AC Wrap-up report


Each annual conference files a wrap-up report with the United Methodist New Service. Here's the Oregon-Idaho report:

In the second year of a quadrennial theme of Do this and you shall live!,  based on Luke 10:26-28, Bishop Elaine JW Stanovsky lead the 50th Session of the Oregon-Idaho Conference.

The conference gathered in Boise, Idaho, June 13-16, 2018 as it does at least once each quadrennium to honor the merger of the Oregon and Idaho Conferences in 1968.

Building on a series of Table Talk sessions held across the episcopal area in the last three months, Bishop Stanovsky invited Rev. Brian Brown, a trainer with the Arbinger Institute, to lead the conference in a series of training and discussion sessions based on the book “Anatomy of Peace.” Meeting in small groups of 10-12, conference members and guests practiced the skills of dispute resolution and listening with their hearts.

“Do What” was the sub-theme focus for the conference. And the conference did many things. Some of the highlights included returning land the Nez Perce Indian Nation, taking time to give voice to the #MeToo movement in the church, and recognizing the plight of immigrants.

The conference overwhelmingly supported a motion to return 1.5 acres of river property at Wallowa Lake Camp to the Nez Perce tribe. The property is one small piece of the land taken from them when treaties with the U.S. Government were broken. In a moving transfer ceremony, a rock from the river was passed from church representatives to tribal leaders. In August, when the transfer is finalized, it will be returned to the river, which the tribe will use to support the return of wild sockeye salmon to the region.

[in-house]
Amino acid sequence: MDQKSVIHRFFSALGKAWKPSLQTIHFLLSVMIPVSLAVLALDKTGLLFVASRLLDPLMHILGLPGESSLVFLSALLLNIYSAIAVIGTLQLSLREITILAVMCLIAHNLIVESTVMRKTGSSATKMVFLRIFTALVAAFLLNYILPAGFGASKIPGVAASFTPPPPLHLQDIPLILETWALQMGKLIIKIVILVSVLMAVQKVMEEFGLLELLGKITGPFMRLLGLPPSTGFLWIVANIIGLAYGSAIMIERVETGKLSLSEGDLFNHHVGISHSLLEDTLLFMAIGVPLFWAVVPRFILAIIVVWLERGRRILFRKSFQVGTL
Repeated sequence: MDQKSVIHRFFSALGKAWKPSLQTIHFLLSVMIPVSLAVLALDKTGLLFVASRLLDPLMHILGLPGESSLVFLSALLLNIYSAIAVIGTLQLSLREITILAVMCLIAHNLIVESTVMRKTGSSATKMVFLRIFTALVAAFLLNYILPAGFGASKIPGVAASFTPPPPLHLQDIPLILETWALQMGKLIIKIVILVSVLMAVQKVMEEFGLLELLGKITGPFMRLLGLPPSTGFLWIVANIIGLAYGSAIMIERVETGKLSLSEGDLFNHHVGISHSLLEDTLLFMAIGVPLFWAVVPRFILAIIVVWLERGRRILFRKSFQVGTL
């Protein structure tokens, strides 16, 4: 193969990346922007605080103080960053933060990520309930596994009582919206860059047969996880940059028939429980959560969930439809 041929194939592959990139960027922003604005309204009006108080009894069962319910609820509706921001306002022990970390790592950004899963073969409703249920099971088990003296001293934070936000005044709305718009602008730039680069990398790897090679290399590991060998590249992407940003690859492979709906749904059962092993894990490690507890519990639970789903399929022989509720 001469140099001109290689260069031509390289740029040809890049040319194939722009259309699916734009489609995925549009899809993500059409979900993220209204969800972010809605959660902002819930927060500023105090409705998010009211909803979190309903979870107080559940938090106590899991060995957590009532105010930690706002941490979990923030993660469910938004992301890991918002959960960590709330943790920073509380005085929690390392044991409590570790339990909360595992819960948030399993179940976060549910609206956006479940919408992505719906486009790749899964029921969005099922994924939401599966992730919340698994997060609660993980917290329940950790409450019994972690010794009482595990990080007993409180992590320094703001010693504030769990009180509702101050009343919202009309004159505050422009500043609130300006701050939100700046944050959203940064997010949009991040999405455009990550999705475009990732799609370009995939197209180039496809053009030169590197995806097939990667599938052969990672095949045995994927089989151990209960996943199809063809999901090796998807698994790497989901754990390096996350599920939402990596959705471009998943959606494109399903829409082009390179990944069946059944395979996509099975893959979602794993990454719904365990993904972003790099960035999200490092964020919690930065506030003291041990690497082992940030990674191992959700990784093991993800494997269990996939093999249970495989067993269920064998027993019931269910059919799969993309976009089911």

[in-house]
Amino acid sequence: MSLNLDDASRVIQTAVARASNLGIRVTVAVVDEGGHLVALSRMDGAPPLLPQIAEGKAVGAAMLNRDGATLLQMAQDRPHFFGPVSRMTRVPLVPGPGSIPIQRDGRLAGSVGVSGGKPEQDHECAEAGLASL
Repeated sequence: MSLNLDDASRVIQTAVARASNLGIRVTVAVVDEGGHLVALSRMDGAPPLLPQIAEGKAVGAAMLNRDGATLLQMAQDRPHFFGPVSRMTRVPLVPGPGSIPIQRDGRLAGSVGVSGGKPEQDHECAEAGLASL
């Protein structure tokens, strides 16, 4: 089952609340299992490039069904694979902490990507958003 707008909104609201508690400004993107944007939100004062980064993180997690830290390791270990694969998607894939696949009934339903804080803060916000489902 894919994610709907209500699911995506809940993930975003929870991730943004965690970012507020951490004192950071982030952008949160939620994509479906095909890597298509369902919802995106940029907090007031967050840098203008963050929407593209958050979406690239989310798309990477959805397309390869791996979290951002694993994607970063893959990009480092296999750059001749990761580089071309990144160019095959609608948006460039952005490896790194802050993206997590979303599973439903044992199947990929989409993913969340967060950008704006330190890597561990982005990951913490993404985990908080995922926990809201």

A vigil and litany on the conference floor offered support for the #MeToo movement to fight sexual abuse against women. A wailing wall allowed attendees to share their stories and pain. The time of shared litany called for the Spirit of the Lord to, “Anoint us all to repentance, confession, and the new life that follows.”
In a time of heightened awareness of immigration and children’s rights issues, the conference passed actions to support the United Nations Convention on the rights of the Child and protest detention of immigrant children. Discussion on the conference floor called for United Methodists to speak out against those who would use the Bible as an argument for failing to welcome the stranger.

Bishop Stanovsky presented the Bishop’s Award for service by a lay person to Yuni Rueda. Rueda is an outspoken advocate for the rights of immigrants in the United States under the Differed Action for Childhood Arrivals program. As a DACA immigrant herself she has put a face on the issue for United Methodists and others across Oregon and Idaho. She shared how the church has given her the strength to tell her story.

The delegation to General Conference requested time to speak to the session. They shared their intent to include LGBT voices in the debate at the 2018 General Conference Session by strategically placing reserve delegates on the floor.

The conference commissioned one new elder. There were six United Methodist clergy in the retiring class.

Oregon-Idaho Conference membership stands at 23,920, down 714 from the previous year. Worship attendance stands at 11,475 in person and 938 online for an increase of 198. Professions and affirmations of faith stand at 508, up 98 from 2016.

See reports from other annual conferences on the umc.org website.